Jan. 6 Committee Says Fake Trump Electors Met a Month After Election Day

The U.S. House committee investigating the January 6 Capitol riot said it has served subpoenas to 14 individuals who allegedly met in December 2020 as part of a plan to act as "alternate electors" for former President Donald Trump in the 2020 election.

These individuals were first called into question in March 2021 when American Oversight, a nonpartisan, nonprofit watchdog group, said it acquired fraudulent electoral certificates from Arizona, Georgia, Michigan, New Mexico, Nevada, Pennsylvania and Wisconsin, the group reported. The certificates allegedly showed an attempt to replace official presidential electors from the states, which Biden won, with pro-Trump electors.

With the newly issued subpoenas, the House committee is looking to gather information regarding how the fake electoral certificates may have been part of an attempt to overturn the results of the 2020 election, according to a press release issued Friday. The committee believes the 14 subpoenaed individuals will be able to shed light on how the electors met and who organized the meetings.

A caveat was placed with the New Mexico and Pennsylvania election certificates that indicated they were submitted in case Trump won court battles that would have turned the outcome in those states his way, the Associated Press reported. In the other five states, though, the electors offered no such caveat, presenting themselves as qualified to submit the certificates.

"We believe the individuals we have subpoenaed today have information about how these so-called alternate electors met and who was behind that scheme," said Representative Bennie G. Thompson, a Mississippi Democrat who is chairing the committee. "We encourage them to cooperate with the Select Committee's investigation to get answers about January 6th for the American people and help ensure nothing like that day ever happens again."

Fake Electors, Subpoena, Jan. 6 Committee
The U.S. House committee investigating the January 6 Capitol riot said it has served subpoenas to 14 individuals who allegedly met in December 2020 as part of a plan to act as "alternate electors" for former President Donald Trump. In this photo, Representative Bennie G. Thompson brings the January 6 commission hearings to order on July 27, 2021, in Washington, D.C. Bill O'Leary/Pool/Getty Images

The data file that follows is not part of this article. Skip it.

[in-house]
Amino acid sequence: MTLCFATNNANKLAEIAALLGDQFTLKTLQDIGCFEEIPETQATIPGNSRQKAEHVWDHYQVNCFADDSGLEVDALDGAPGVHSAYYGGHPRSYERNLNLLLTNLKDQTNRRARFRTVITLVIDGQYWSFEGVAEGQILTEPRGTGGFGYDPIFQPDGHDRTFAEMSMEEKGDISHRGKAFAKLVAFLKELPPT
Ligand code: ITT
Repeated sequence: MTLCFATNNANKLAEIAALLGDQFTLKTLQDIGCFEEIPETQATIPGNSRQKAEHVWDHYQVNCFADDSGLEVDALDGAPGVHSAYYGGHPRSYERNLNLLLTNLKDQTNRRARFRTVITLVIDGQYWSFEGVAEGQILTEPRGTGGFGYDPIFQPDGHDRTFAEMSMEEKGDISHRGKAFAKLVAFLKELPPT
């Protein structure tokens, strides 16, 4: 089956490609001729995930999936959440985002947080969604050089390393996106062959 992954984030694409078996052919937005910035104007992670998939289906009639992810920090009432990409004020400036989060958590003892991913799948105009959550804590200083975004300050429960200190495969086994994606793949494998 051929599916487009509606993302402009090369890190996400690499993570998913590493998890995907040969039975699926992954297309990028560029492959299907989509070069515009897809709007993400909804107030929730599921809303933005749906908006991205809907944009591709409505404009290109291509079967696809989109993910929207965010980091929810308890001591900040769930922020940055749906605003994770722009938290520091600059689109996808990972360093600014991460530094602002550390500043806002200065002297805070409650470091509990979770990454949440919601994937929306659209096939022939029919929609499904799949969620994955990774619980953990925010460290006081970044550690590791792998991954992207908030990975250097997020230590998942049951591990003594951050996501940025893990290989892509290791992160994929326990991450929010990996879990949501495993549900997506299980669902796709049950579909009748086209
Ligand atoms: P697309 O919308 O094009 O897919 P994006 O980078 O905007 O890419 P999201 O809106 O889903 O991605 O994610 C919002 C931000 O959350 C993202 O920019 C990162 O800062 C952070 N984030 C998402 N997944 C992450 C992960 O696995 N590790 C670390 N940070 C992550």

The House committee says it has information that the subpoenaed individuals met on December 14, 2020, more than a month after Election Day. After those meetings, the groups allegedly submitted bogus slates of Electoral College votes, with the certificates then transmitted to Congress by the "alternate electors," the committee's press release stated.

Multiple people advising Trump or his campaign then used the fake electoral certificates as justification for delaying or preventing the certification of the election in the joint session of Congress on January 6, 2021, the press release added.

Federal proscutors are also reviewing the fake electoral certificates, Deputy Attorney General Lisa Monaco told CNN on Tuesday. She said the Department of Justice was "going to follow the facts and the law, wherever they lead, to address conduct of any kind and at any level that is part of an assault on our democracy."

The New Mexico Attorney General's Office has said it is reviewing the fake certificates and has also referred the case to the Justice Department, CNN added.

Wisconsin's Elections Commission has been considering a complaint about the fake electors for almost a year, the Milwaukee Journal Sentinel reported. On Wednesday, lawyers in that state sent a letter to the commission saying they will soon take the case to court if plans are not released on how the case will be handled.